Getting Started; The Basics

This page contains information on what you should know if you have never before prepared a budget for a sponsored project.

Why is a proposal budget important?

  • It justifies your request and shows how you calculated costs.
  • It provides a financial "blueprint" for your project if you are funded.
  • It shows that you—and the University—will manage the sponsor's funds, which are usually public money, responsibly.

allowable allocable & reasonableThree key words: Allowable, Allocable & Reasonable

If you remember nothing else when calculating costs for your proposal budget, it is this: the Office of Management and Budget (OMB) Circular A-21, Section C says, "The recipient institution is responsible for ensuring that costs charged to a sponsored research agreement are allowable, allocable, and reasonable ...."

What does allowable, allocable, and reasonable mean?


  • Costs must not be expressly prohibited by the sponsored program regulations, the sponsored agreement, the University's own policies, or the Federal Cost Principles (found in OMB Circular A-21).
  • Costs must be treated consistently by applying the generally accepted accounting principles appropriate to the circumstances (such as the Federal Cost Principles).


  • Costs are incurred solely to support or advance the work of a specific sponsored research award (and only during the sponsor-approved project period).


  • Costs must be able to withstand public scrutiny, i.e., objective individuals not affiliated with the institution would agree that a cost is reasonable and appropriate.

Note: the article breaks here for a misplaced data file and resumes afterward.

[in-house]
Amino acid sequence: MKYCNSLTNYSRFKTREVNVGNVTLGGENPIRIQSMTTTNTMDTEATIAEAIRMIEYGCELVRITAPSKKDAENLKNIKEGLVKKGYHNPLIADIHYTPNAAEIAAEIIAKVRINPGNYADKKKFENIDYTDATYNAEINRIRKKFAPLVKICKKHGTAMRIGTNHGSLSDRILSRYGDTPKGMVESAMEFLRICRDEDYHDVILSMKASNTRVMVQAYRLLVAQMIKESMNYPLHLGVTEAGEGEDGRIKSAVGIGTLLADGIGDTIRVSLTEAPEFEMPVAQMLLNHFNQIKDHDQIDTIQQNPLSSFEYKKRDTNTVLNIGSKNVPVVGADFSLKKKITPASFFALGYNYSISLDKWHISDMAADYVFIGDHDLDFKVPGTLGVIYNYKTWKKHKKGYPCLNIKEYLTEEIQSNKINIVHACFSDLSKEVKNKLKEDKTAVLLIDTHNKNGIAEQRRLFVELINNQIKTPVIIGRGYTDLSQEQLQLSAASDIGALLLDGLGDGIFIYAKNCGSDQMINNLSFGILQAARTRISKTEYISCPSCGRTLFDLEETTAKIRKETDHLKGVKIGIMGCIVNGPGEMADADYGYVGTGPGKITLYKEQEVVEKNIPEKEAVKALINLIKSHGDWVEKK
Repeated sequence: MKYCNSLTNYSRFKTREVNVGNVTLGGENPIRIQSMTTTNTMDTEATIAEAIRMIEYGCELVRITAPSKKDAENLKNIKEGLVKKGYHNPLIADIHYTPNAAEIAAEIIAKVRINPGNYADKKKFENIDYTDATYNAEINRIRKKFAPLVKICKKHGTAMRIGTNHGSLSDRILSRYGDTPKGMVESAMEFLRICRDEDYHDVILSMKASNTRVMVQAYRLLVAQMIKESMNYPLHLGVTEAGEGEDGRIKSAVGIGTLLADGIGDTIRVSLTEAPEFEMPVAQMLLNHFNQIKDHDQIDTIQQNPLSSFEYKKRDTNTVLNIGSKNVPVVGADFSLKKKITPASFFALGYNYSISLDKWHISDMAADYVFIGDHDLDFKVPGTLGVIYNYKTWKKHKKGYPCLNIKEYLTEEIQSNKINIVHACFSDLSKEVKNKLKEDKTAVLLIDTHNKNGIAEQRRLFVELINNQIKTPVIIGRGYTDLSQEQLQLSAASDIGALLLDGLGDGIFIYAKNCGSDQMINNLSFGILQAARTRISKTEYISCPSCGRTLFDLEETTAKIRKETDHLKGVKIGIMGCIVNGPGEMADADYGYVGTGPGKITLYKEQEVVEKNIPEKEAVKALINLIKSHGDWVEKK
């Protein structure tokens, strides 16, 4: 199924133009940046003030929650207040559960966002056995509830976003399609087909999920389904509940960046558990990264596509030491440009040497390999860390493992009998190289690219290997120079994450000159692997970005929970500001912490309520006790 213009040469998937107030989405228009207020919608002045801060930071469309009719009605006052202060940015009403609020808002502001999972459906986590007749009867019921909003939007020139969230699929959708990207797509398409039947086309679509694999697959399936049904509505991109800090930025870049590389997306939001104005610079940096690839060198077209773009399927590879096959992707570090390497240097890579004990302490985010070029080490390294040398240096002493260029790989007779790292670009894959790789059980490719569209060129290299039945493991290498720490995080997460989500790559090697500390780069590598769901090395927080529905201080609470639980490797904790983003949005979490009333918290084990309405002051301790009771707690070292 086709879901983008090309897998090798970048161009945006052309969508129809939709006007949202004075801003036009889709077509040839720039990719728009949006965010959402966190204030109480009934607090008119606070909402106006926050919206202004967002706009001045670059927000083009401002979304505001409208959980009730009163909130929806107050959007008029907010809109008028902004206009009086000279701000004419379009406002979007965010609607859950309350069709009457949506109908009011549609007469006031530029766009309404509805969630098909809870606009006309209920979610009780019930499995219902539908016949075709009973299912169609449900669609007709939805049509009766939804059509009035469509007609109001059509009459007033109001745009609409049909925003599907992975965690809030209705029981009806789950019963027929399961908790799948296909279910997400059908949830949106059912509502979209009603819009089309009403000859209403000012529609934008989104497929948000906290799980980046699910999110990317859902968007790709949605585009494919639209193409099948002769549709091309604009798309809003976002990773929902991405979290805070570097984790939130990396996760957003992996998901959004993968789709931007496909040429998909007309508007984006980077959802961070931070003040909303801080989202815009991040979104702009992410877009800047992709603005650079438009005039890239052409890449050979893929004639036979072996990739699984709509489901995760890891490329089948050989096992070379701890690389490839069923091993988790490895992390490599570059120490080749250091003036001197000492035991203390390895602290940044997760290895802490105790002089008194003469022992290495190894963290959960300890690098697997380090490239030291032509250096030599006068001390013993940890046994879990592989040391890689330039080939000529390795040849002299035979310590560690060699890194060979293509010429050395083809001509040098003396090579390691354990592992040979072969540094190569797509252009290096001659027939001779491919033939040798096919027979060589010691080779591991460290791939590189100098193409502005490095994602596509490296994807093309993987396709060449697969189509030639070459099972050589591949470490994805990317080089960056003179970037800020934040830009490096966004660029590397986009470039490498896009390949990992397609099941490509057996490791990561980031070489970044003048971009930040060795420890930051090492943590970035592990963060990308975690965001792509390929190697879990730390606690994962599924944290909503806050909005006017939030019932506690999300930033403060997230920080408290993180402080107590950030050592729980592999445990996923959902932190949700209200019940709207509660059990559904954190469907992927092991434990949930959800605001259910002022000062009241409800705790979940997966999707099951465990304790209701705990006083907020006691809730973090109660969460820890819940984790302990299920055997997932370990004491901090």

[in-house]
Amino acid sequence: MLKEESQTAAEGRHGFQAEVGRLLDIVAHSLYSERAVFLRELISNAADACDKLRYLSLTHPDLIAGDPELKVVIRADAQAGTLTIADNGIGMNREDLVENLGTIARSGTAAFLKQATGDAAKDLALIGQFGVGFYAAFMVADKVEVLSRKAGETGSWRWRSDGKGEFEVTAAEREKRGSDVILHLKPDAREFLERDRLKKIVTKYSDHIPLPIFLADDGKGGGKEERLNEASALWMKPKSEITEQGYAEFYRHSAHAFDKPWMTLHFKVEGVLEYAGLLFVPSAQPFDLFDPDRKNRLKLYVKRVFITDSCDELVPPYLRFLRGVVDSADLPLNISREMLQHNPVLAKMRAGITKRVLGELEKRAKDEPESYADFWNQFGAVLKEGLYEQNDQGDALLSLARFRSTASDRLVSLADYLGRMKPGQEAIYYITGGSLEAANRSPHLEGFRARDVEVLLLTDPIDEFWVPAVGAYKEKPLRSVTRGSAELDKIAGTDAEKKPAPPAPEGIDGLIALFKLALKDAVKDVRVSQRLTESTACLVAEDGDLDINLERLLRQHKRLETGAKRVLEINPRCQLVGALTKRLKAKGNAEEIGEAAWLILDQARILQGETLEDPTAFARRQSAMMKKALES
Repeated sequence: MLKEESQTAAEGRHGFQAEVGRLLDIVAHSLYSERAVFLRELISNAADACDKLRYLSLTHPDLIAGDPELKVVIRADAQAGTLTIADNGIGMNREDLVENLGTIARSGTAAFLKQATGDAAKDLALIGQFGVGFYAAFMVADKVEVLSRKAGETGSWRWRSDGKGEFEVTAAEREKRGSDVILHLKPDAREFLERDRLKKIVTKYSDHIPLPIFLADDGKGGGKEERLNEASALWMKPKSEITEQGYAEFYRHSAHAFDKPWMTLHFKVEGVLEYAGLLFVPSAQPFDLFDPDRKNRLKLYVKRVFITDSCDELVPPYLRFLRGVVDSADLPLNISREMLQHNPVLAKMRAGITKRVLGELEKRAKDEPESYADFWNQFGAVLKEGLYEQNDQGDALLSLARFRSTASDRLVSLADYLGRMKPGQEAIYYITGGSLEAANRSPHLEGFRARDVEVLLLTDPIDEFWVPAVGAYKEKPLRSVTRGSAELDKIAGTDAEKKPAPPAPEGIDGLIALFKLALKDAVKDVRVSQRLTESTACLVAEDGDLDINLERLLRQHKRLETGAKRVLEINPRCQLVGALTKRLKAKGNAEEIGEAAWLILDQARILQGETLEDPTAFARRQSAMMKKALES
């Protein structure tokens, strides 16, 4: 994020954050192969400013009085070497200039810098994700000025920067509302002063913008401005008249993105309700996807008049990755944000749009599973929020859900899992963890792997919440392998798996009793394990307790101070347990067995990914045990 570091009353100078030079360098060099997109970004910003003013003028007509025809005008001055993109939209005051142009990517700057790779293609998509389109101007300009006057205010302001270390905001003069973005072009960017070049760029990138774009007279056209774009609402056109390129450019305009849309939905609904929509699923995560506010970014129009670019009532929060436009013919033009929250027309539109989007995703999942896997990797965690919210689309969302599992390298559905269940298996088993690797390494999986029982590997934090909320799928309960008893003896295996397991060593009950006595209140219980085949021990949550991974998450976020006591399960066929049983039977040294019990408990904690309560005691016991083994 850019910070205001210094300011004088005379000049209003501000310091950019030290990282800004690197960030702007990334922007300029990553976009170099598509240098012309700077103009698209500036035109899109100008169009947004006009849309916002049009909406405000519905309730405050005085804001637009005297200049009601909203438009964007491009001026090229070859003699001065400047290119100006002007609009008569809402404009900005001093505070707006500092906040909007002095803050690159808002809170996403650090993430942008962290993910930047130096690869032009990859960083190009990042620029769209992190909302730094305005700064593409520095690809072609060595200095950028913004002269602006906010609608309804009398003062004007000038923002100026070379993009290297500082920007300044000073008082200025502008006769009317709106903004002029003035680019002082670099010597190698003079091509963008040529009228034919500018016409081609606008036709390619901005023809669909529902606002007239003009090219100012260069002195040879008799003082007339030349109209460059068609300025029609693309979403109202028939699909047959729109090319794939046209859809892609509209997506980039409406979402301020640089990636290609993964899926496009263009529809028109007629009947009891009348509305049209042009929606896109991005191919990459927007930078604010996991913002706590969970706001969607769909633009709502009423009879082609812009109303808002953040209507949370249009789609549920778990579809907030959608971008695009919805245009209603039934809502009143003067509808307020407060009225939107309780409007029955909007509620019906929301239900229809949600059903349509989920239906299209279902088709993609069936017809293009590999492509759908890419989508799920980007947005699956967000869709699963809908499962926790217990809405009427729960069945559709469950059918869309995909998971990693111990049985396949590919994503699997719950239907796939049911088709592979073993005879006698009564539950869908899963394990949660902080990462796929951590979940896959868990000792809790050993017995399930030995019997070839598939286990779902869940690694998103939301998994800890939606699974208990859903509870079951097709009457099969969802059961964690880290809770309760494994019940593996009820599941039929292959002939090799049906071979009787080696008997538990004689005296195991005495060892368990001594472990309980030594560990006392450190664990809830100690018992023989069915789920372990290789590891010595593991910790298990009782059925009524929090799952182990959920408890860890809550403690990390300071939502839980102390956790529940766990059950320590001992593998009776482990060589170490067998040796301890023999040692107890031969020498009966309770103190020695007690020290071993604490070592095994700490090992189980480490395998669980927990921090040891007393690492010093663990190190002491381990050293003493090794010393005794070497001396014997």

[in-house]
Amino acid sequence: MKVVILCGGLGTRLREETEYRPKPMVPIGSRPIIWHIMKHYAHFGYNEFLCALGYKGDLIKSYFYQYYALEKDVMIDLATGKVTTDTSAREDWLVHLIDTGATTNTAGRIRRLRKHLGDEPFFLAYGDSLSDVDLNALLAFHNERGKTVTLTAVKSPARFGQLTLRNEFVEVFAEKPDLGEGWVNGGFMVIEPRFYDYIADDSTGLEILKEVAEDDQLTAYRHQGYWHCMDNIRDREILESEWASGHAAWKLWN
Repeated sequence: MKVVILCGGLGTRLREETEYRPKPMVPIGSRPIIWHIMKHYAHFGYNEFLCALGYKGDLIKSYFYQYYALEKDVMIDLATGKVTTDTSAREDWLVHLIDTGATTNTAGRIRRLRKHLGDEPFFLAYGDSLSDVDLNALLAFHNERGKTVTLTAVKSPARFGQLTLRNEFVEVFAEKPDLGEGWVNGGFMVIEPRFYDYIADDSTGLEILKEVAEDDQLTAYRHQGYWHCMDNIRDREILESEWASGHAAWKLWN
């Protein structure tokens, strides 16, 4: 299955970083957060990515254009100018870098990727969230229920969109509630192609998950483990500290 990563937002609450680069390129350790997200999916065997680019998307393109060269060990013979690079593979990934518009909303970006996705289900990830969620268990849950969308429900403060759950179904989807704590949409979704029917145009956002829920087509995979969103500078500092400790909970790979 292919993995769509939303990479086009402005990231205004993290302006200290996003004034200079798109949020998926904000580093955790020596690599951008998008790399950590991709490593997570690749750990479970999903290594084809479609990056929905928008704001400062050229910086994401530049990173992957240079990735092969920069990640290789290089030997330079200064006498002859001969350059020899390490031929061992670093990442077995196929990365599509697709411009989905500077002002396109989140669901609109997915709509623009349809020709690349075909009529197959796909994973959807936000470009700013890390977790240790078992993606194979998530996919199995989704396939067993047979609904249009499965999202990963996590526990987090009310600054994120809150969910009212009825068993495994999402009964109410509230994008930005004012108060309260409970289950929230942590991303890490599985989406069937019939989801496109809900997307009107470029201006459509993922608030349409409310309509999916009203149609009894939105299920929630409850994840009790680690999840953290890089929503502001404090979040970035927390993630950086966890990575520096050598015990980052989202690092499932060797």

Further Tips for Budgets
  • Calculate what the project will cost, and make sure your budget is realistic; do not "pad" costs - but don't short-change yourself in an effort to be more "competitive" either (though you will want to check whether or not the sponsor has a maximum request amount).
  • Be sure everything in your budget is referenced in the project description/project narrative—and be sure everything mentioned in your project description that would incur cost is shown in the budget.
  • Discuss your project and its costs with your chair/director and/or your dean.
  • Start early!!
  • Check to see if cost-sharing is required.
    • If so, where will it come from?
    • Discuss this with your chair/director and/or your dean.
  • Read the sponsor's guidelines!
    • Does the sponsor have a minimum and/or maximum request amount?
    • Does the sponsor want you to use a specific budget form?
    • Do they require a budget justification as well?
    • Check to see if the sponsor REQUIRES certain items (example: travel to a conference or planning session).
    • Check to see if the sponsor DOES NOT ALLOW certain items (example: salaries & wages, foreign travel, F&A/indirect costs, etc.).
  • You may find it helpful to refer to the Start and Manage Projects section of this website when constructing your budget.


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